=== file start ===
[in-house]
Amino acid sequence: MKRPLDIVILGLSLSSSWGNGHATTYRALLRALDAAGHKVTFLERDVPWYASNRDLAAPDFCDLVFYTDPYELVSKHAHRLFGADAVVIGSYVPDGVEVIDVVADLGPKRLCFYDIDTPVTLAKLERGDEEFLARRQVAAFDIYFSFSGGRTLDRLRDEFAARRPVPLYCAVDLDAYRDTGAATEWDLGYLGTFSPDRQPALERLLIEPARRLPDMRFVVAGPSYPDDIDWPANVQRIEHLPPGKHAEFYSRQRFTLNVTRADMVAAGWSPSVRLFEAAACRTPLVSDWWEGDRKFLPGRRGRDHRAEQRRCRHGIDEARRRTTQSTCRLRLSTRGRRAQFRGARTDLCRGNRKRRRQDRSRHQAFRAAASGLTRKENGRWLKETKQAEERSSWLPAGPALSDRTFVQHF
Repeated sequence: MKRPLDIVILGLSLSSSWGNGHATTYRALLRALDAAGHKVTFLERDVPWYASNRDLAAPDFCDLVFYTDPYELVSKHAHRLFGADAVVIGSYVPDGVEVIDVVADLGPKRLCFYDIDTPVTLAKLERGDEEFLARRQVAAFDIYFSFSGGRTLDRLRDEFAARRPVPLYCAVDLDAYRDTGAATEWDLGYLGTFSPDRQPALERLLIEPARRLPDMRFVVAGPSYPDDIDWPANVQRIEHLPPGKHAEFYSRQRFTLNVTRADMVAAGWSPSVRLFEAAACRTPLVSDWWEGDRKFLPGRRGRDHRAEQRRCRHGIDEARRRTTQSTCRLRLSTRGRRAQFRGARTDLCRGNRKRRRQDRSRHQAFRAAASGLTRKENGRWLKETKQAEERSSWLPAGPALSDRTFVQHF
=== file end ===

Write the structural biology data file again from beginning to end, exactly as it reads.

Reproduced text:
[in-house]
Amino acid sequence: MKRPLDIVILGLSLSSSWGNGHATTYRALLRALDAAGHKVTFLERDVPWYASNRDLAAPDFCDLVFYTDPYELVSKHAHRLFGADAVVIGSYVPDGVEVIDVVADLGPKRLCFYDIDTPVTLAKLERGDEEFLARRQVAAFDIYFSFSGGRTLDRLRDEFAARRPVPLYCAVDLDAYRDTGAATEWDLGYLGTFSPDRQPALERLLIEPARRLPDMRFVVAGPSYPDDIDWPANVQRIEHLPPGKHAEFYSRQRFTLNVTRADMVAAGWSPSVRLFEAAACRTPLVSDWWEGDRKFLPGRRGRDHRAEQRRCRHGIDEARRRTTQSTCRLRLSTRGRRAQFRGARTDLCRGNRKRRRQDRSRHQAFRAAASGLTRKENGRWLKETKQAEERSSWLPAGPALSDRTFVQHF
Repeated sequence: MKRPLDIVILGLSLSSSWGNGHATTYRALLRALDAAGHKVTFLERDVPWYASNRDLAAPDFCDLVFYTDPYELVSKHAHRLFGADAVVIGSYVPDGVEVIDVVADLGPKRLCFYDIDTPVTLAKLERGDEEFLARRQVAAFDIYFSFSGGRTLDRLRDEFAARRPVPLYCAVDLDAYRDTGAATEWDLGYLGTFSPDRQPALERLLIEPARRLPDMRFVVAGPSYPDDIDWPANVQRIEHLPPGKHAEFYSRQRFTLNVTRADMVAAGWSPSVRLFEAAACRTPLVSDWWEGDRKFLPGRRGRDHRAEQRRCRHGIDEARRRTTQSTCRLRLSTRGRRAQFRGARTDLCRGNRKRRRQDRSRHQAFRAAASGLTRKENGRWLKETKQAEERSSWLPAGPALSDRTFVQHF